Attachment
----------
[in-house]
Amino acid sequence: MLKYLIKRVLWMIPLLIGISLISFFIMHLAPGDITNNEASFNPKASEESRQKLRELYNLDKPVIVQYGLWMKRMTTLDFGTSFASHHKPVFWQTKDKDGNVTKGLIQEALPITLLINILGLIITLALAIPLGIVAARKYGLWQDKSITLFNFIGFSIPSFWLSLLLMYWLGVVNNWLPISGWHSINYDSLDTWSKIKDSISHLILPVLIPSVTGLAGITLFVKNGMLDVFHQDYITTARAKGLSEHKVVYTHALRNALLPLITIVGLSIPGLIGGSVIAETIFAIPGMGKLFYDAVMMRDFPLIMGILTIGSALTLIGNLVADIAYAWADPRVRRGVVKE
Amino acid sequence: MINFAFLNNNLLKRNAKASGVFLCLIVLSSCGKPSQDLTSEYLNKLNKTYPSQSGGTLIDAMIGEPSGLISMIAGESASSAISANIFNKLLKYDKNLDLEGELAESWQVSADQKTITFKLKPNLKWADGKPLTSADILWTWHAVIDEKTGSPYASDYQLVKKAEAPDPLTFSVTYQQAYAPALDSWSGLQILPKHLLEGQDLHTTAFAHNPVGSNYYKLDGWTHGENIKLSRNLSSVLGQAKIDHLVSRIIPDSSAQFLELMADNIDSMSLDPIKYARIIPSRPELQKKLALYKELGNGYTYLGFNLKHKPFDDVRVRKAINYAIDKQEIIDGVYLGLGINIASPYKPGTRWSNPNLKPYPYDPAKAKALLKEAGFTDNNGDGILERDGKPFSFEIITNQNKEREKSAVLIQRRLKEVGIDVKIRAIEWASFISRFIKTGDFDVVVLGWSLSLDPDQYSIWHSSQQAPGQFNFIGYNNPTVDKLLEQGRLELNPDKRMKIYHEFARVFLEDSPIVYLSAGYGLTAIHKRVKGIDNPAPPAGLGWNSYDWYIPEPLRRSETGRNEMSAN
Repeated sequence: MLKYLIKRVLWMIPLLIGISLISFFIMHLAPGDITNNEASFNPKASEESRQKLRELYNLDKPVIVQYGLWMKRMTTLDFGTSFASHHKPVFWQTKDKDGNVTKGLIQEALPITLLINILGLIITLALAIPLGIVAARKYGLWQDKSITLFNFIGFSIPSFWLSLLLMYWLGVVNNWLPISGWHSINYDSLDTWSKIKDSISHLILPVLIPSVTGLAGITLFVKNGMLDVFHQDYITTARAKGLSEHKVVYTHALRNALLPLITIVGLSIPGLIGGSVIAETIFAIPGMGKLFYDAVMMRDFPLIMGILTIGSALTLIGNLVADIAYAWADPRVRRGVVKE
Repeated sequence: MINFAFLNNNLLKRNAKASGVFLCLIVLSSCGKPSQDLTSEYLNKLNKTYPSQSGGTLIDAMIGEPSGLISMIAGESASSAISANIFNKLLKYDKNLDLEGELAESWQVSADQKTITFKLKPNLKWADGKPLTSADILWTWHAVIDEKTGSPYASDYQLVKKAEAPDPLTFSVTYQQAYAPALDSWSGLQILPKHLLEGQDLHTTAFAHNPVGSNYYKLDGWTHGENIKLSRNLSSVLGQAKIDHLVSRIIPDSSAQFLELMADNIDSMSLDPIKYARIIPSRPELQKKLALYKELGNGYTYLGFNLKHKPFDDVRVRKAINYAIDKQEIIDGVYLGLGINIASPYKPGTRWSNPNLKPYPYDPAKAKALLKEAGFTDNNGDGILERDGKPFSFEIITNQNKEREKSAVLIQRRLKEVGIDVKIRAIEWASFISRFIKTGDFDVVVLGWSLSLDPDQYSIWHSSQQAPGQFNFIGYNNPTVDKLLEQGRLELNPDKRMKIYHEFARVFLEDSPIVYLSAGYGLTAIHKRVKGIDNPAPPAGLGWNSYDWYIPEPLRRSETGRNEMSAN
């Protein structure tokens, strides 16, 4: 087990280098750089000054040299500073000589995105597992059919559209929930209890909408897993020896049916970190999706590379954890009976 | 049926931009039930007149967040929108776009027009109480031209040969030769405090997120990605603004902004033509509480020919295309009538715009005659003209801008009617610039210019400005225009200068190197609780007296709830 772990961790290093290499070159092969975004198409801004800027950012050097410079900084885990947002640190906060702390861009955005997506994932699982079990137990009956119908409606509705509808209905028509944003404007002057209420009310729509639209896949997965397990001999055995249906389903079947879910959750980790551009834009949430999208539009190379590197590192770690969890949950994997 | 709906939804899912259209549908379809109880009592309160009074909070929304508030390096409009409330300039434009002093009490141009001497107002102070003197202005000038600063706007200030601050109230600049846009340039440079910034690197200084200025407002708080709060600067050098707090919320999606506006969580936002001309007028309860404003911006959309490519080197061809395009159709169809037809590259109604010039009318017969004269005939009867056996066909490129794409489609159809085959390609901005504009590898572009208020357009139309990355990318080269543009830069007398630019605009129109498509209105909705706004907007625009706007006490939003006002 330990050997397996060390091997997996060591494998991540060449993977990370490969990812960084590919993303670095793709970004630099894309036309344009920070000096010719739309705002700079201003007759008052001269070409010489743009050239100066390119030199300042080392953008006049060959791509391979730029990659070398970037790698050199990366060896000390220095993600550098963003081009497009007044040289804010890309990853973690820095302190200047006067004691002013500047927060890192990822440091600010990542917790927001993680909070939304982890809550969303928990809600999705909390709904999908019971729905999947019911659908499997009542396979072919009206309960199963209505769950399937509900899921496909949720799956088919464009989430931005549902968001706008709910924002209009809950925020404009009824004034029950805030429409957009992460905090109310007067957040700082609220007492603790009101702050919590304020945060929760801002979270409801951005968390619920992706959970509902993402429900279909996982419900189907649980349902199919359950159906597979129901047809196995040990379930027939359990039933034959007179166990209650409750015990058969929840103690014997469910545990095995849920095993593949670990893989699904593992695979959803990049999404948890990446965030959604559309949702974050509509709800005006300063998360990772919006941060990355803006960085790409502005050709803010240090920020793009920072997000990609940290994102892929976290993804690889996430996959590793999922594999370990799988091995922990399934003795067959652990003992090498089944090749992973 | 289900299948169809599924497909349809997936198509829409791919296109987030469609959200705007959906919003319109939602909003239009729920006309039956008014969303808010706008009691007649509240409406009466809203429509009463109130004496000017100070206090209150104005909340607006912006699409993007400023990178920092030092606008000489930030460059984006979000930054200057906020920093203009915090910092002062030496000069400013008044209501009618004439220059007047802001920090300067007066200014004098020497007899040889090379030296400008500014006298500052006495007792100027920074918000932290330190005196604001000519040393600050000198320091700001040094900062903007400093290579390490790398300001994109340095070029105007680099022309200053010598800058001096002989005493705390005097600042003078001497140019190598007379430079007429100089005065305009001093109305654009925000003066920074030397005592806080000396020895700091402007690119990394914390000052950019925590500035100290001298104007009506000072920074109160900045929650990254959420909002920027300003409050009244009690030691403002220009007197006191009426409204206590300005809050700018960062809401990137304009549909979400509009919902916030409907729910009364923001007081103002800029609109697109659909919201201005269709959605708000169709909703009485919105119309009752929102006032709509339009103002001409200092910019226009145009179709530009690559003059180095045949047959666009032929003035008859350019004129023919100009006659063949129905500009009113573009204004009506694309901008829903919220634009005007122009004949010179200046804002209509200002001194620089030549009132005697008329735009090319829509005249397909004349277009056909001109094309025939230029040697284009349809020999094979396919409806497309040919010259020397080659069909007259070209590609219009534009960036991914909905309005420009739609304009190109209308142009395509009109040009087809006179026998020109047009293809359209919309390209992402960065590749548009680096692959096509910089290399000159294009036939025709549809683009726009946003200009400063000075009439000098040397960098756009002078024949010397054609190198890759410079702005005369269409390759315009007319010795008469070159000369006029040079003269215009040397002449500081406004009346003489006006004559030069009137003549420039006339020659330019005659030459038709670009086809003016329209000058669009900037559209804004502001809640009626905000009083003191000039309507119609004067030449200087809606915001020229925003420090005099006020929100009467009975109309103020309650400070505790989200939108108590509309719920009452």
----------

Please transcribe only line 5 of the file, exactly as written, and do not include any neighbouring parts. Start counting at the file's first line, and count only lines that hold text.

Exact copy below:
Repeated sequence: MINFAFLNNNLLKRNAKASGVFLCLIVLSSCGKPSQDLTSEYLNKLNKTYPSQSGGTLIDAMIGEPSGLISMIAGESASSAISANIFNKLLKYDKNLDLEGELAESWQVSADQKTITFKLKPNLKWADGKPLTSADILWTWHAVIDEKTGSPYASDYQLVKKAEAPDPLTFSVTYQQAYAPALDSWSGLQILPKHLLEGQDLHTTAFAHNPVGSNYYKLDGWTHGENIKLSRNLSSVLGQAKIDHLVSRIIPDSSAQFLELMADNIDSMSLDPIKYARIIPSRPELQKKLALYKELGNGYTYLGFNLKHKPFDDVRVRKAINYAIDKQEIIDGVYLGLGINIASPYKPGTRWSNPNLKPYPYDPAKAKALLKEAGFTDNNGDGILERDGKPFSFEIITNQNKEREKSAVLIQRRLKEVGIDVKIRAIEWASFISRFIKTGDFDVVVLGWSLSLDPDQYSIWHSSQQAPGQFNFIGYNNPTVDKLLEQGRLELNPDKRMKIYHEFARVFLEDSPIVYLSAGYGLTAIHKRVKGIDNPAPPAGLGWNSYDWYIPEPLRRSETGRNEMSAN